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Publication numberUS6947245 B2
Publication typeGrant
Application numberUS 10/349,810
Publication dateSep 20, 2005
Filing dateJan 22, 2003
Priority dateJan 22, 2003
Fee statusPaid
Also published asUS20040141252
Publication number10349810, 349810, US 6947245 B2, US 6947245B2, US-B2-6947245, US6947245 B2, US6947245B2
InventorsFernando A. Zayas
Original AssigneeMatsushita Electric Industrial Co., Ltd.
Export CitationBiBTeX, EndNote, RefMan
External Links: USPTO, USPTO Assignment, Espacenet
Incorporating repeatable run-out during self-writing of servo patterns in a rotatable media data storage device
US 6947245 B2
Abstract
Methods in accordance with the present invention can be applied to reduce frictional effects in a bearing of a rotary actuator on the motion dynamics of the rotary actuator. In one such method a disk having a first magnetic servo pattern on a surface written, for example, by a media writer, is rotated at a first frequency. The first magnetic servo pattern is read using a head. A second magnetic servo pattern based on the first magnetic servo pattern can be written to the surface by the head such that the second magnetic servo pattern is defined by the oscillation of the head at a second frequency. This description is not intended to be a complete description of, or limit the scope of, the invention. Other features, aspects, and objects of the invention can be obtained from a review of the specification, the figures, and the claims.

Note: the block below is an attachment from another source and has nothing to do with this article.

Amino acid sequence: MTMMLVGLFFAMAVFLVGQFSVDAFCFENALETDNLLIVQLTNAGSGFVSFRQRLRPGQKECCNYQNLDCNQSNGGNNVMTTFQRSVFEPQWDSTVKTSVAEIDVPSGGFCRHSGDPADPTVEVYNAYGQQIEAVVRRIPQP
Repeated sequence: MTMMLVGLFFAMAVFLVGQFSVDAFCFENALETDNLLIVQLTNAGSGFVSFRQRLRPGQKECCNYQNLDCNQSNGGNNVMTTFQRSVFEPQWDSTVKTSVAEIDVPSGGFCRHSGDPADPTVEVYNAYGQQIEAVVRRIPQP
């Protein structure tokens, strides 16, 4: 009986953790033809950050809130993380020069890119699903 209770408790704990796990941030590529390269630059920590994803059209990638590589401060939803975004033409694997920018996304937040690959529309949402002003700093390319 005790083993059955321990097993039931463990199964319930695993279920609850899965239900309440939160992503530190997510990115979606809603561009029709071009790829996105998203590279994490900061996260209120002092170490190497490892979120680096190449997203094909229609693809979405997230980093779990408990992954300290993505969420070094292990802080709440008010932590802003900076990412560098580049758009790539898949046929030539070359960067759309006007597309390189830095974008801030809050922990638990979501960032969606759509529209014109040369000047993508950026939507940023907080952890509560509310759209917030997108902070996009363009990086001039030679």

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Claims(23)
1. A method of self-servo writing a data storage device, the method comprising:
rotating a disk including a surface at a first frequency;
determining a magnetic servo pattern;
determining an eccentricity for the magnetic servo pattern; and writing the magnetic servo pattern on the surface with a read/write head such that the magnetic servo pattern is arranged across the surface according to the eccentricity.
2. The self-servo writing method of claim 1, wherein the eccentricity is defined by an oscillation of the head.
3. The self-servo writing method of claim 2, wherein the head oscillates at a second frequency.
4. The self-servo writing method of claim 3, wherein the second frequency is twice the first frequency.
5. The self-servo writing method of claim 3, wherein the second frequency is an integer multiple of the first frequency.
6. The self-servo writing method of claim 3, wherein the head oscillates at a minimum amplitude such that an actuator connected with the head has an approximately linear gain response to a command from the data storage device to a voice coil motor driver associated with the actuator.
7. The self-servo writing method of claim 3, wherein the second frequency is the same as the first frequency.
8. The self-servo writing method of claim 1, wherein the surface has a master magnetic servo pattern; and